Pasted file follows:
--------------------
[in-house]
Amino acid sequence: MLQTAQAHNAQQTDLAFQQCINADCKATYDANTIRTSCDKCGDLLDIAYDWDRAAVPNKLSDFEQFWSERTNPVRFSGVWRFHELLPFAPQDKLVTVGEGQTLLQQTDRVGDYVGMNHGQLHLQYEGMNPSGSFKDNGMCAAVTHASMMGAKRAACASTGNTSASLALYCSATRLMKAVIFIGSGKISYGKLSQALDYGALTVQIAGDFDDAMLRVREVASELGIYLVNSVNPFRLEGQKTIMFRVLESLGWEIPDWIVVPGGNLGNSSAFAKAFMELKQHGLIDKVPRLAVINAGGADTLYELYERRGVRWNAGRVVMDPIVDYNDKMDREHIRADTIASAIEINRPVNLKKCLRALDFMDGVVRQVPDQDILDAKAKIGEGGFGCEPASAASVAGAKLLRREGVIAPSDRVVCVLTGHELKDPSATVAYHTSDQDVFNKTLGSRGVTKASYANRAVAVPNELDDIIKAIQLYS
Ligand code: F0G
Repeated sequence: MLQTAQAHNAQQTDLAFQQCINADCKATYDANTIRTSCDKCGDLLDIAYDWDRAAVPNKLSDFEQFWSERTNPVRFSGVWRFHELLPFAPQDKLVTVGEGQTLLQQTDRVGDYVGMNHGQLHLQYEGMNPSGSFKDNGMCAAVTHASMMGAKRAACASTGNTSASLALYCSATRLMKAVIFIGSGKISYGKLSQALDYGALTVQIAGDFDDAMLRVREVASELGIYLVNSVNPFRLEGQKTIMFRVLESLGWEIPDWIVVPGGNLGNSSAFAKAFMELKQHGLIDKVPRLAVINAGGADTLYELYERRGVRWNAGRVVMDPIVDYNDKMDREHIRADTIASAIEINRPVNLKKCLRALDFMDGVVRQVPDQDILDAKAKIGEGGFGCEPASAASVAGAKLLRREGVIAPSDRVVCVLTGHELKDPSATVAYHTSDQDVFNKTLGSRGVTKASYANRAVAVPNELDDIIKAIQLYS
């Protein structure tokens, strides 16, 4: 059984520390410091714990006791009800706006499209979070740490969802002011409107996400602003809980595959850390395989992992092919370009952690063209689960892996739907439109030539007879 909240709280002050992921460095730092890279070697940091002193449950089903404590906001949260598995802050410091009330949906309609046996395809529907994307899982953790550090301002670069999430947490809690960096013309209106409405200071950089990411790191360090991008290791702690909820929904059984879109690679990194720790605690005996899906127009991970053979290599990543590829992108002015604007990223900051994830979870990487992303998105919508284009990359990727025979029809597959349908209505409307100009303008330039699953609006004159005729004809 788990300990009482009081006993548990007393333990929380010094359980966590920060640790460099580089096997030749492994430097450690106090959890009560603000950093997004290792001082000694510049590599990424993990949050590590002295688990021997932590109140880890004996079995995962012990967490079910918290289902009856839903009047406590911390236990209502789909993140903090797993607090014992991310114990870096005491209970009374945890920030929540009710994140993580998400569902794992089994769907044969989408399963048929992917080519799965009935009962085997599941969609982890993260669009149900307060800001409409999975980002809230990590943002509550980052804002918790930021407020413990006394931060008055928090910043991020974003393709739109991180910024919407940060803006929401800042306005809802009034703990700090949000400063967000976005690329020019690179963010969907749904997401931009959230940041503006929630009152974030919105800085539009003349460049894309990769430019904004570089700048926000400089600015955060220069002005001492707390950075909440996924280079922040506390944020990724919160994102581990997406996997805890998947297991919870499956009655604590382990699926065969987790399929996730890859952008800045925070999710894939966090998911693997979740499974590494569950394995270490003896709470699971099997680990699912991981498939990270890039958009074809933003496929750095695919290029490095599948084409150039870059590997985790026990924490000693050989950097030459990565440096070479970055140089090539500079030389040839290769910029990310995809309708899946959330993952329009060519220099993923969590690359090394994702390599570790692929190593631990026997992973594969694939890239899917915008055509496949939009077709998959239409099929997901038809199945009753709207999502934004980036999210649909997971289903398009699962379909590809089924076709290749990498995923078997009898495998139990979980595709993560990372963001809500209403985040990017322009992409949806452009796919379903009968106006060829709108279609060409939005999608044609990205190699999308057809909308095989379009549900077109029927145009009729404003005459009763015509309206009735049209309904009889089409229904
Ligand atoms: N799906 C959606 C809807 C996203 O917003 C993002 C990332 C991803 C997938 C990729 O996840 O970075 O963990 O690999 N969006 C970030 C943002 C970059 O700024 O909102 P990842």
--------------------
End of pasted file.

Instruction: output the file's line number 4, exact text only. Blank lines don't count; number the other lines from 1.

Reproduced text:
Repeated sequence: MLQTAQAHNAQQTDLAFQQCINADCKATYDANTIRTSCDKCGDLLDIAYDWDRAAVPNKLSDFEQFWSERTNPVRFSGVWRFHELLPFAPQDKLVTVGEGQTLLQQTDRVGDYVGMNHGQLHLQYEGMNPSGSFKDNGMCAAVTHASMMGAKRAACASTGNTSASLALYCSATRLMKAVIFIGSGKISYGKLSQALDYGALTVQIAGDFDDAMLRVREVASELGIYLVNSVNPFRLEGQKTIMFRVLESLGWEIPDWIVVPGGNLGNSSAFAKAFMELKQHGLIDKVPRLAVINAGGADTLYELYERRGVRWNAGRVVMDPIVDYNDKMDREHIRADTIASAIEINRPVNLKKCLRALDFMDGVVRQVPDQDILDAKAKIGEGGFGCEPASAASVAGAKLLRREGVIAPSDRVVCVLTGHELKDPSATVAYHTSDQDVFNKTLGSRGVTKASYANRAVAVPNELDDIIKAIQLYS